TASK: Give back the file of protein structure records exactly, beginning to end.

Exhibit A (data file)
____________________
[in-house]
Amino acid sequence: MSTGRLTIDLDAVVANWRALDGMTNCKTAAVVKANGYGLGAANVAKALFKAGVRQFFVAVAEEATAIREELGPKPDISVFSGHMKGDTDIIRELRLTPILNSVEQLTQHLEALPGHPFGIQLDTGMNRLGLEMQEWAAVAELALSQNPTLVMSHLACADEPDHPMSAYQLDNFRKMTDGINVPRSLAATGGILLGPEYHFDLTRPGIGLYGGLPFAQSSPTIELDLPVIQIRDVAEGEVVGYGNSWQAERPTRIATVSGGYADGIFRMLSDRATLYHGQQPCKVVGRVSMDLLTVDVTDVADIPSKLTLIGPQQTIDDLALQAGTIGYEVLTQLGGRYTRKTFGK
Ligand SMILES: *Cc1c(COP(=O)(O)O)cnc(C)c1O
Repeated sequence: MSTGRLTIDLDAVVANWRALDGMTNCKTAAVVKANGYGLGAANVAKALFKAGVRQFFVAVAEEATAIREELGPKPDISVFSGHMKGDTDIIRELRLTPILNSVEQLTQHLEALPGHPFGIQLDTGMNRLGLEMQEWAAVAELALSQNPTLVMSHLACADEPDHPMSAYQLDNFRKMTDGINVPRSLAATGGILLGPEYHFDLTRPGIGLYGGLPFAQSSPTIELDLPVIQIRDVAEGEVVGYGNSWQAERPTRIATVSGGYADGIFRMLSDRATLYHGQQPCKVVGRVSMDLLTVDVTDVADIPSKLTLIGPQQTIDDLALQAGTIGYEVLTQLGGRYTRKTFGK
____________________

[in-house]
Amino acid sequence: MSTGRLTIDLDAVVANWRALDGMTNCKTAAVVKANGYGLGAANVAKALFKAGVRQFFVAVAEEATAIREELGPKPDISVFSGHMKGDTDIIRELRLTPILNSVEQLTQHLEALPGHPFGIQLDTGMNRLGLEMQEWAAVAELALSQNPTLVMSHLACADEPDHPMSAYQLDNFRKMTDGINVPRSLAATGGILLGPEYHFDLTRPGIGLYGGLPFAQSSPTIELDLPVIQIRDVAEGEVVGYGNSWQAERPTRIATVSGGYADGIFRMLSDRATLYHGQQPCKVVGRVSMDLLTVDVTDVADIPSKLTLIGPQQTIDDLALQAGTIGYEVLTQLGGRYTRKTFGK
Ligand SMILES: *Cc1c(COP(=O)(O)O)cnc(C)c1O
Repeated sequence: MSTGRLTIDLDAVVANWRALDGMTNCKTAAVVKANGYGLGAANVAKALFKAGVRQFFVAVAEEATAIREELGPKPDISVFSGHMKGDTDIIRELRLTPILNSVEQLTQHLEALPGHPFGIQLDTGMNRLGLEMQEWAAVAELALSQNPTLVMSHLACADEPDHPMSAYQLDNFRKMTDGINVPRSLAATGGILLGPEYHFDLTRPGIGLYGGLPFAQSSPTIELDLPVIQIRDVAEGEVVGYGNSWQAERPTRIATVSGGYADGIFRMLSDRATLYHGQQPCKVVGRVSMDLLTVDVTDVADIPSKLTLIGPQQTIDDLALQAGTIGYEVLTQLGGRYTRKTFGK